The Red Army Choir – Cossack’s Song

When I left my home and my family
My mother said to me
„Son, it’s not how many Germans you kill that counts
It’s how many people you set free“

So I packed my bags, brushed my cap
Walked out into the world
Seventeen years old
Never kissed a girl

Took the train to Voronezh
That was as far as it would go
Changed my sacks for a uniform
Bit my lip against the snow

I prayed for mother Russia
In the summer of ’43
And as we drove the Germans back
I really believed that God was listening to me

We howled into Berlin
Tore the smoking buildings down
Raised the red flag high
Burnt the Reichstag brown

I saw my first American
And he looked a lot like me
He had the same kinda farmer’s face
Said he’d come from some place called Hazard, Tennessee

Then the war was over
My discharge papers came
Me and twenty hundred others
Went to Stettiner for the train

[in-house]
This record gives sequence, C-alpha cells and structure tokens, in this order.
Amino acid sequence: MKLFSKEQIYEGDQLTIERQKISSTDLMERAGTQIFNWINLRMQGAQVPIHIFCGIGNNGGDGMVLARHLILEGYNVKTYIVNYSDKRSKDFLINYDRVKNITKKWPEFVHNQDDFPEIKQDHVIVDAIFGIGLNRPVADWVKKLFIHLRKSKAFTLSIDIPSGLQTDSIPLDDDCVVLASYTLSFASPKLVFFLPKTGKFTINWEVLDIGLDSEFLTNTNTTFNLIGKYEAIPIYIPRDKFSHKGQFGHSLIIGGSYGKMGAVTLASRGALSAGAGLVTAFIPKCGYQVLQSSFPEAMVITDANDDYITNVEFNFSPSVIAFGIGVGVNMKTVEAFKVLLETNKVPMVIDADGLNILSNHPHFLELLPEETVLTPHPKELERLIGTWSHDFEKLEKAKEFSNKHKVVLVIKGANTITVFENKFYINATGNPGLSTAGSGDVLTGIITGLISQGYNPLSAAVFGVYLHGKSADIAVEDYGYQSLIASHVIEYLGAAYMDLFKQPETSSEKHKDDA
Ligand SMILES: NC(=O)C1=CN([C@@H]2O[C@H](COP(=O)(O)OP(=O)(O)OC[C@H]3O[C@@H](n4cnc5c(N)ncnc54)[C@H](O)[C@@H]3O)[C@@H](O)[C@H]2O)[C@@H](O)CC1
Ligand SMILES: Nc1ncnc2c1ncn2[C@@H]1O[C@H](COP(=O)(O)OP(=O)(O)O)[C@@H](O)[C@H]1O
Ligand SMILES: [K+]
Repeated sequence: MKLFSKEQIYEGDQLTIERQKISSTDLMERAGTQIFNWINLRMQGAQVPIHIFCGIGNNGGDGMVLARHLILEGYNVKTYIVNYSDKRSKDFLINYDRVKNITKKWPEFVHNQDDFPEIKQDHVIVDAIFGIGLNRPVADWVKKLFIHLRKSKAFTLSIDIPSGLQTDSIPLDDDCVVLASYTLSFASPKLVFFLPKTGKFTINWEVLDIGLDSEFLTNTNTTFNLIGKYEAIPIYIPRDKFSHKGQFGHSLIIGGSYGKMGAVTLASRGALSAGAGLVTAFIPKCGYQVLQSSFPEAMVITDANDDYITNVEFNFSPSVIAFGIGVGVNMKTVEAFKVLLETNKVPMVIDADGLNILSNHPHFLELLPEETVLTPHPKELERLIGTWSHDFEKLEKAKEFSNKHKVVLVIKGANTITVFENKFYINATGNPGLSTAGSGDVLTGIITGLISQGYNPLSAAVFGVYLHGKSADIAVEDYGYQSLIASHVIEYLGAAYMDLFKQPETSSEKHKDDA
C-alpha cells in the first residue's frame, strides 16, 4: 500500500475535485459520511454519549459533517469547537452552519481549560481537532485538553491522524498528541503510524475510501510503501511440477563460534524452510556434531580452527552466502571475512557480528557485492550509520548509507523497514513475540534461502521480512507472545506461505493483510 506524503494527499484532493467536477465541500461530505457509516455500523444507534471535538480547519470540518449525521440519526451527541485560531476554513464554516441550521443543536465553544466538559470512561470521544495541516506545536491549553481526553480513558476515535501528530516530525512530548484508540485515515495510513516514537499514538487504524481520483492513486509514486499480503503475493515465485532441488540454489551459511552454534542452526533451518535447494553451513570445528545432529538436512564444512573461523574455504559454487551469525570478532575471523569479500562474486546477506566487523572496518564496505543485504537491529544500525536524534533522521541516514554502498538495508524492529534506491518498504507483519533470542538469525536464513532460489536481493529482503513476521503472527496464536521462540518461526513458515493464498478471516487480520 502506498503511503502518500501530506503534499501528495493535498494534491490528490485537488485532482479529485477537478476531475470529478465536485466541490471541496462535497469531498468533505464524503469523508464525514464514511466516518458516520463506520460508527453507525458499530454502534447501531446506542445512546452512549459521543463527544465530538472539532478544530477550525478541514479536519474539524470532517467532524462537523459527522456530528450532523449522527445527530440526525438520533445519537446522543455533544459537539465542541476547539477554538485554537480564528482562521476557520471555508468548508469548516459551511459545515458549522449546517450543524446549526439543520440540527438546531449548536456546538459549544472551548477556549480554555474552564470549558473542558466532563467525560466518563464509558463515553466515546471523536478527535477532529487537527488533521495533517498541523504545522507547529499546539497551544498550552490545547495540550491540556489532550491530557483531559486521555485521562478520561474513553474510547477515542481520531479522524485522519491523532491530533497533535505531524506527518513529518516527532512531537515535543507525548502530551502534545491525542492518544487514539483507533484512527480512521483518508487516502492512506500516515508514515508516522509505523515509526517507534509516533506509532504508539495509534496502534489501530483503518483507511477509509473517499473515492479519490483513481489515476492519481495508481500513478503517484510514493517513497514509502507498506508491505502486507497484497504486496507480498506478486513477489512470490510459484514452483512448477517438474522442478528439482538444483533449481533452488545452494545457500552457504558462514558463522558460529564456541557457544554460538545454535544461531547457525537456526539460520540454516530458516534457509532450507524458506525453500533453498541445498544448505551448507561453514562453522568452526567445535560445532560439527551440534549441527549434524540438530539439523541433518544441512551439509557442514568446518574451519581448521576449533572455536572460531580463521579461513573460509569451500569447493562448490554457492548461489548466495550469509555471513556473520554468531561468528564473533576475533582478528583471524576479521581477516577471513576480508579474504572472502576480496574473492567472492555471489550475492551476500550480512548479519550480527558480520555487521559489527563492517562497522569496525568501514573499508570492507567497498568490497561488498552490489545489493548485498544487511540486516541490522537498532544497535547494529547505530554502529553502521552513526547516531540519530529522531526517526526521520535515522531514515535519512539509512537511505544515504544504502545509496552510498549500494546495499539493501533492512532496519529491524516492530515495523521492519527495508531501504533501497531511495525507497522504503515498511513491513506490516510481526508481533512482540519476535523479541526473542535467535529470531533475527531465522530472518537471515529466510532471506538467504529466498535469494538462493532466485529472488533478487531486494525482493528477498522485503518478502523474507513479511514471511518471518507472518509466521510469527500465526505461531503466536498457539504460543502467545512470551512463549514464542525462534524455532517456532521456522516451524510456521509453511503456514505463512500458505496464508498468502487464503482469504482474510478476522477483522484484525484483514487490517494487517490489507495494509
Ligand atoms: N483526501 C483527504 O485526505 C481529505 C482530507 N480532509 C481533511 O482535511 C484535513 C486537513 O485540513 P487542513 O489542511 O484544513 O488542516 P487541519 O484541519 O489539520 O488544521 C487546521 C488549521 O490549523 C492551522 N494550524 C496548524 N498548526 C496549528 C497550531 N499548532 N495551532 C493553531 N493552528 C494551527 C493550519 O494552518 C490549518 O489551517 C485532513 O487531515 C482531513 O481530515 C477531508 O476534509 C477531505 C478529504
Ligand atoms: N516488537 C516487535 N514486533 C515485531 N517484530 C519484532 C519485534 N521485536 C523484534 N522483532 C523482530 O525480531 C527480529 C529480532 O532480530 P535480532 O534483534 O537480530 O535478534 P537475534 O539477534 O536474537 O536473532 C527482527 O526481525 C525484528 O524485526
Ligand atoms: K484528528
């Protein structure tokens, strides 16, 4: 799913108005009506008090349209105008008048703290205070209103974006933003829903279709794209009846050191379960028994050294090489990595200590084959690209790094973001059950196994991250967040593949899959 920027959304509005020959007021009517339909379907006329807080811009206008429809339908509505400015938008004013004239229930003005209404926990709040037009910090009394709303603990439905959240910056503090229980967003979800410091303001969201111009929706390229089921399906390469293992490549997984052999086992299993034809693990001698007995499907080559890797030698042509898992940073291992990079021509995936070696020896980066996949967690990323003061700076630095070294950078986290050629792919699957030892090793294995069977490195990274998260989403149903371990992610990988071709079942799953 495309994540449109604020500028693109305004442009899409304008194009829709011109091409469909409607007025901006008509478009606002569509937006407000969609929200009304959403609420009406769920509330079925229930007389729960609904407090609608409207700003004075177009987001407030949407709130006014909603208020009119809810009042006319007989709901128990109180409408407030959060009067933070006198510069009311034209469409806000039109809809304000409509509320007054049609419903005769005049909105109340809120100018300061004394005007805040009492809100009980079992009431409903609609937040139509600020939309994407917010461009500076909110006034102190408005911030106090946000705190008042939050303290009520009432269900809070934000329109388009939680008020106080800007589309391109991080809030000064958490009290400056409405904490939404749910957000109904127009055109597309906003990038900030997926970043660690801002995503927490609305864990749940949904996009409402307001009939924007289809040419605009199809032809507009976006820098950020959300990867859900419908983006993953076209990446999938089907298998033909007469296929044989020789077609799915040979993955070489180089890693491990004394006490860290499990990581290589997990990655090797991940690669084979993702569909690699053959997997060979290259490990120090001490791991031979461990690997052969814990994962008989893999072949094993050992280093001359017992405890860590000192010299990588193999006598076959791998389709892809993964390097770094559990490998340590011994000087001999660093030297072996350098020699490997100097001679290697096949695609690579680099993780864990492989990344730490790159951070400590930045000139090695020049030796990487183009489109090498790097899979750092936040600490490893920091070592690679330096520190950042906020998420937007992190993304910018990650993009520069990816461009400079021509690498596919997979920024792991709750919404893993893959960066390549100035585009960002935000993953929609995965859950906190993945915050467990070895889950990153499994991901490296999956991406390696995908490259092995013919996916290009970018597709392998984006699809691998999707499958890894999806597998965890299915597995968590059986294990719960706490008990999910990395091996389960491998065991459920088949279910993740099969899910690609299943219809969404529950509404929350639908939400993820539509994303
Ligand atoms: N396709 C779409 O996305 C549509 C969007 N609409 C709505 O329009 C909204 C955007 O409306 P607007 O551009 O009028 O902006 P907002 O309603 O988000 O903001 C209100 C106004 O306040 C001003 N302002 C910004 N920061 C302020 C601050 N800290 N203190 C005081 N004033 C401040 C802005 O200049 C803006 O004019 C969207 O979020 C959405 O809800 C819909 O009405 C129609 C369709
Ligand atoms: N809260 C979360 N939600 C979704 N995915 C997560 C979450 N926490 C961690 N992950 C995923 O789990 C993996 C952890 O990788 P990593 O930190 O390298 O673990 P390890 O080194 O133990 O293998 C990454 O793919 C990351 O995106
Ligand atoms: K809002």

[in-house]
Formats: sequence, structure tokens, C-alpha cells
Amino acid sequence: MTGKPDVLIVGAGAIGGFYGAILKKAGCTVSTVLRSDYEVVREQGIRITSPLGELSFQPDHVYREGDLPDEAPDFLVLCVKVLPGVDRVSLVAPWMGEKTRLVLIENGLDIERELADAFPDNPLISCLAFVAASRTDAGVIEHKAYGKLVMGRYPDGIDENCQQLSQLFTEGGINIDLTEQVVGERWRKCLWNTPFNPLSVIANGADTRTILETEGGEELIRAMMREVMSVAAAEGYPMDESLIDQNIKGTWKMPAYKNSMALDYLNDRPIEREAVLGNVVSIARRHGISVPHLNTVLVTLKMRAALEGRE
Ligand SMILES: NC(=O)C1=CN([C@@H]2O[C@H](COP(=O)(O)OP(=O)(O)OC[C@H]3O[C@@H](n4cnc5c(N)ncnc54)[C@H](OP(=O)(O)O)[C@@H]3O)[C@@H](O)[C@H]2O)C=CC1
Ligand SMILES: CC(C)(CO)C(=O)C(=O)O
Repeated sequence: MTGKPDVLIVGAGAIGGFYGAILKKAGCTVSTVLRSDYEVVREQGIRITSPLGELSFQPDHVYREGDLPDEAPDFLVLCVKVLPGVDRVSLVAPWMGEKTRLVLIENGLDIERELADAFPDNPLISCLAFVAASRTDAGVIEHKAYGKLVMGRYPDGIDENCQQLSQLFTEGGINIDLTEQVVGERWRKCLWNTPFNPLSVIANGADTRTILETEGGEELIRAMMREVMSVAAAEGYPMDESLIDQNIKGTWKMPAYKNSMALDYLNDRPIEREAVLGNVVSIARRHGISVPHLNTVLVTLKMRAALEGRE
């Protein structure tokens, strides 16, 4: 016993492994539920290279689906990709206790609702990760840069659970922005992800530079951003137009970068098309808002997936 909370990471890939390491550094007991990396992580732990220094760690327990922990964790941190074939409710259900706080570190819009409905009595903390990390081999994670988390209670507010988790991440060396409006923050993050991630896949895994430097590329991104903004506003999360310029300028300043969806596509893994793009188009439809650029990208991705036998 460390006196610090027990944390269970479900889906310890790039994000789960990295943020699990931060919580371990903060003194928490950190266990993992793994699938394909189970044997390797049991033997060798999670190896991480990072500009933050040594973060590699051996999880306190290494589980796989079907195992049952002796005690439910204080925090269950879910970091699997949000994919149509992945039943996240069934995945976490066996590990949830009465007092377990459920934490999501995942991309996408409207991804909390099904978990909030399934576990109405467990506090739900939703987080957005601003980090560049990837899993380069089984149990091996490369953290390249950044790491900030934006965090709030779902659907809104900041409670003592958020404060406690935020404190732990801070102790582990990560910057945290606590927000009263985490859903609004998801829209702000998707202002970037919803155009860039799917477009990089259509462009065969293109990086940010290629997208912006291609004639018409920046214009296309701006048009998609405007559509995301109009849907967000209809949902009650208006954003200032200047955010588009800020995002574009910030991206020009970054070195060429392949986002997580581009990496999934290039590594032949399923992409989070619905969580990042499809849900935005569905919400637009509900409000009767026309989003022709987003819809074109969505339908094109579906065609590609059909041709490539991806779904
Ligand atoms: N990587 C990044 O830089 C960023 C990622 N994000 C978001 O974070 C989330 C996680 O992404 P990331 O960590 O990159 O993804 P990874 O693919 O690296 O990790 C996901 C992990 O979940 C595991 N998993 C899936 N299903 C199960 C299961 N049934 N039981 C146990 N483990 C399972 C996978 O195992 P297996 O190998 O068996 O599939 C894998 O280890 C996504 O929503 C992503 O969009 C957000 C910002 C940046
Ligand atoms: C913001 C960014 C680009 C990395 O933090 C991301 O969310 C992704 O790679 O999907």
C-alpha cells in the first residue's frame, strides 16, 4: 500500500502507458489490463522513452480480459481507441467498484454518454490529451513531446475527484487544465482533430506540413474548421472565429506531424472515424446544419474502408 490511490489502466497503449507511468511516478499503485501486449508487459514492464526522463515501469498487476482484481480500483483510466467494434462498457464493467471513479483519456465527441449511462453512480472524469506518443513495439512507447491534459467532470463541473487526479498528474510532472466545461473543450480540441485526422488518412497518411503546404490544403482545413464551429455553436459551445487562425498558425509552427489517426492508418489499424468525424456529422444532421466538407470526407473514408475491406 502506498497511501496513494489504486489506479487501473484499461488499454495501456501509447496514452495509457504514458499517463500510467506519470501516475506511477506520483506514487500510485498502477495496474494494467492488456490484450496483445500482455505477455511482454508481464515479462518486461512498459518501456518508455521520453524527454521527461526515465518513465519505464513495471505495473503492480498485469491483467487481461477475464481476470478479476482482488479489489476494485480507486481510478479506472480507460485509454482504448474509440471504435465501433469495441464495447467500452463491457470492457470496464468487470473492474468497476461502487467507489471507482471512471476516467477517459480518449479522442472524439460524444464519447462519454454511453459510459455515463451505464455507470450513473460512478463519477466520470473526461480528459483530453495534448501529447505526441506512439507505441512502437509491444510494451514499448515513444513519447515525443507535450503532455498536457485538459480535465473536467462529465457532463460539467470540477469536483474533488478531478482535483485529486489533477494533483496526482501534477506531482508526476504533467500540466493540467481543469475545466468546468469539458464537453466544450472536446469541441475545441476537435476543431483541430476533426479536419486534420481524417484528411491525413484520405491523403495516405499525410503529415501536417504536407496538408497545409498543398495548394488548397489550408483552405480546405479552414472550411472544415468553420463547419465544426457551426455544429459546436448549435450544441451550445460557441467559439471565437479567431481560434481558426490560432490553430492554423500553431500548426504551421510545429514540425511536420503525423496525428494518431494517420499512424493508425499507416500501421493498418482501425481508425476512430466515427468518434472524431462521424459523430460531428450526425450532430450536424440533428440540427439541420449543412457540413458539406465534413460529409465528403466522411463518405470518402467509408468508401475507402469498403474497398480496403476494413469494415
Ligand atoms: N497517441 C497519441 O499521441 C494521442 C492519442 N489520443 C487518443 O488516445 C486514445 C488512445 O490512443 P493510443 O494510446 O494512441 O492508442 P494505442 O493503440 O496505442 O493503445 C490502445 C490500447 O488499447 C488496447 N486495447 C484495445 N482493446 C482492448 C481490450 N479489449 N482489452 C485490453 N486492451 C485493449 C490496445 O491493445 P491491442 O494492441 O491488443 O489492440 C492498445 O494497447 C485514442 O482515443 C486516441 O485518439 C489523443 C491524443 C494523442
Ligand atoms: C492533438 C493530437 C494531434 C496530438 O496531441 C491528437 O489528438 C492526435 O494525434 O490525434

Kiev, said the commissar
There your own way home
I never got to Kiev
We never came by home

Train went north to the Taiga
We were stripped and marched in file
Up the great Siberian road
For miles and miles and miles and miles

Dressed in stripes and tatters
In a gulag left to die
All because Comrade Stalin was scared that
We’d become too westernized

Used to love my country
Used to be so young
Used to believe that life was
The best song ever sung

I would have died for my country
In 1945
But now only one thing remains
But now only one thing remains

But now only one thing remains
But now only one thing remains
The brute will to survive

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